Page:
BARROW (AP) -- The city of Barrow is enforcing restrictions on importing alcohol into the North Slope community approved by local voters last fall.
The rules limit the amount of beer, wine and spirits they can bring in as airline baggage. Amounts exceeding those limits must be shipped through a distribution center, whose users must buy a $25 annual permit and pay a $10 shipment fee, plus a 3 percent local sales tax.
''We worked with Alaska Airlines to develop a way to keep alcohol from entering Barrow as baggage,'' said Barrow Mayor Jim Vorderstrasse. ''What they came up with is they won't ship more than the allowed amount as baggage. The rest has to be shipped as air cargo and go through the distribution center.''
Laminated cards have been distributed to remind passengers they cannot bring more than a liter of hard liquor, two liters of wine, and a gallon of beer into Barrow as baggage, said Dave Burris, Alaska Airlines' passenger service manager.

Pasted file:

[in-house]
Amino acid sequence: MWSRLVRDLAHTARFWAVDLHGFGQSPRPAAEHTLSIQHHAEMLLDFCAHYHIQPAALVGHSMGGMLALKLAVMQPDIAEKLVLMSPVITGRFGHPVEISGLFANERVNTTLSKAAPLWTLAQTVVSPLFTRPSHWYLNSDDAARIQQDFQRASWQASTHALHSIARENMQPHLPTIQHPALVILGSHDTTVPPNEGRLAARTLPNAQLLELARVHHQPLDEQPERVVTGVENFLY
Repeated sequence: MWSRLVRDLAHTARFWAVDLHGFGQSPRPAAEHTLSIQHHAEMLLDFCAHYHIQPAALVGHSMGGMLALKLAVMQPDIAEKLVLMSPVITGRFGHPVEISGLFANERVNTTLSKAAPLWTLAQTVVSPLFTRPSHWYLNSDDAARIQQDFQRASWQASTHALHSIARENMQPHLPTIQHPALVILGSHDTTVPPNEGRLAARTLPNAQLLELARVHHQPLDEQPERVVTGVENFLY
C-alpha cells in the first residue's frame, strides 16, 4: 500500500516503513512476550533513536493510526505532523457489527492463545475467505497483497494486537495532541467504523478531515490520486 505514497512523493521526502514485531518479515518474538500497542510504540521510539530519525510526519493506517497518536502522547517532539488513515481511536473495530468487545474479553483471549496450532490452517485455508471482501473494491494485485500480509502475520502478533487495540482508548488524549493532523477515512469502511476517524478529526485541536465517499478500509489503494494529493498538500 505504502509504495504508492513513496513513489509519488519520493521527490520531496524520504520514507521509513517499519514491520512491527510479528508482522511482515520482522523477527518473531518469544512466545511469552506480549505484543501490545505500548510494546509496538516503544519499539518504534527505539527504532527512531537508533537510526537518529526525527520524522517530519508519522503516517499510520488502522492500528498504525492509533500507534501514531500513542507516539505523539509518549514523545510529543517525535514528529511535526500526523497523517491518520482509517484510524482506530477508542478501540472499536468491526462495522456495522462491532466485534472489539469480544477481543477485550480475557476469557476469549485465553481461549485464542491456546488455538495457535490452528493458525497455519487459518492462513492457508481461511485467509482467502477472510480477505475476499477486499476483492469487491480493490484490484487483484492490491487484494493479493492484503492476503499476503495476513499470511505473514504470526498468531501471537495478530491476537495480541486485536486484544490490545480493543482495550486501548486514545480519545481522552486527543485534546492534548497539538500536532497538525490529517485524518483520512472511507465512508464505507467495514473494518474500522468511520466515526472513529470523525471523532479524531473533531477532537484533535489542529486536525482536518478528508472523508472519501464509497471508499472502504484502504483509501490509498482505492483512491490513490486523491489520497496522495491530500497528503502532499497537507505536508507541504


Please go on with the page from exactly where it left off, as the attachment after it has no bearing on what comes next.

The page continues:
''We will not be searching any baggage, but if we see someone bringing a couple of cases of beer taped together or a case of liquor, we won't allow them to bring that on board the plane,'' Burris said.
The card also informs travelers how they can ship liquor as air cargo and pick it up at the distribution center.
Shipment to the distribution center is restricted to 11.75 gallons of malt beverage, 20 liters of wine and 12 liters of hard liquor per calendar month.
Barrow's liquor distribution law is designed to eliminate bootlegging and to keep alcohol out of the hands of individuals convicted of alcohol-related crimes, along with those found to have neglected their children or not paid child support.
Restrictions on alcohol as baggage are designed to close a loophole believed to be used by bootleggers and those not allowed to ship alcohol.
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